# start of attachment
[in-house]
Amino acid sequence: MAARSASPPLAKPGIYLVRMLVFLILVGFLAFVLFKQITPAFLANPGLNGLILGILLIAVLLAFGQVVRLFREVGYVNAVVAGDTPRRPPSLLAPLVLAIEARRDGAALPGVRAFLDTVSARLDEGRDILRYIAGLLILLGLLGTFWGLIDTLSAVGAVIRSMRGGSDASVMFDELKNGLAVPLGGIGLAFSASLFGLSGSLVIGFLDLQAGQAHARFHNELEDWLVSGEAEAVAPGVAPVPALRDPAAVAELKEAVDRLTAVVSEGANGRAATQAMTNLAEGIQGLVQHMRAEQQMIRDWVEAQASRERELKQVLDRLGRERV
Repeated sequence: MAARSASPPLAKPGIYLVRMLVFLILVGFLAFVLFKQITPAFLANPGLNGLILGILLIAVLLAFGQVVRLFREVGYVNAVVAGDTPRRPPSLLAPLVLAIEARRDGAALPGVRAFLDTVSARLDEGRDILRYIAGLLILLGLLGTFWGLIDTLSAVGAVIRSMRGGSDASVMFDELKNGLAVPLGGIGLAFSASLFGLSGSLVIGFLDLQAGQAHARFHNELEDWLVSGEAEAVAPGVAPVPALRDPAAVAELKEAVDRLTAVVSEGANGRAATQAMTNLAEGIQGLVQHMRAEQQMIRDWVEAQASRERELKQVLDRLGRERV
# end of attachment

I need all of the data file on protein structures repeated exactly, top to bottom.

[in-house]
Amino acid sequence: MAARSASPPLAKPGIYLVRMLVFLILVGFLAFVLFKQITPAFLANPGLNGLILGILLIAVLLAFGQVVRLFREVGYVNAVVAGDTPRRPPSLLAPLVLAIEARRDGAALPGVRAFLDTVSARLDEGRDILRYIAGLLILLGLLGTFWGLIDTLSAVGAVIRSMRGGSDASVMFDELKNGLAVPLGGIGLAFSASLFGLSGSLVIGFLDLQAGQAHARFHNELEDWLVSGEAEAVAPGVAPVPALRDPAAVAELKEAVDRLTAVVSEGANGRAATQAMTNLAEGIQGLVQHMRAEQQMIRDWVEAQASRERELKQVLDRLGRERV
Repeated sequence: MAARSASPPLAKPGIYLVRMLVFLILVGFLAFVLFKQITPAFLANPGLNGLILGILLIAVLLAFGQVVRLFREVGYVNAVVAGDTPRRPPSLLAPLVLAIEARRDGAALPGVRAFLDTVSARLDEGRDILRYIAGLLILLGLLGTFWGLIDTLSAVGAVIRSMRGGSDASVMFDELKNGLAVPLGGIGLAFSASLFGLSGSLVIGFLDLQAGQAHARFHNELEDWLVSGEAEAVAPGVAPVPALRDPAAVAELKEAVDRLTAVVSEGANGRAATQAMTNLAEGIQGLVQHMRAEQQMIRDWVEAQASRERELKQVLDRLGRERV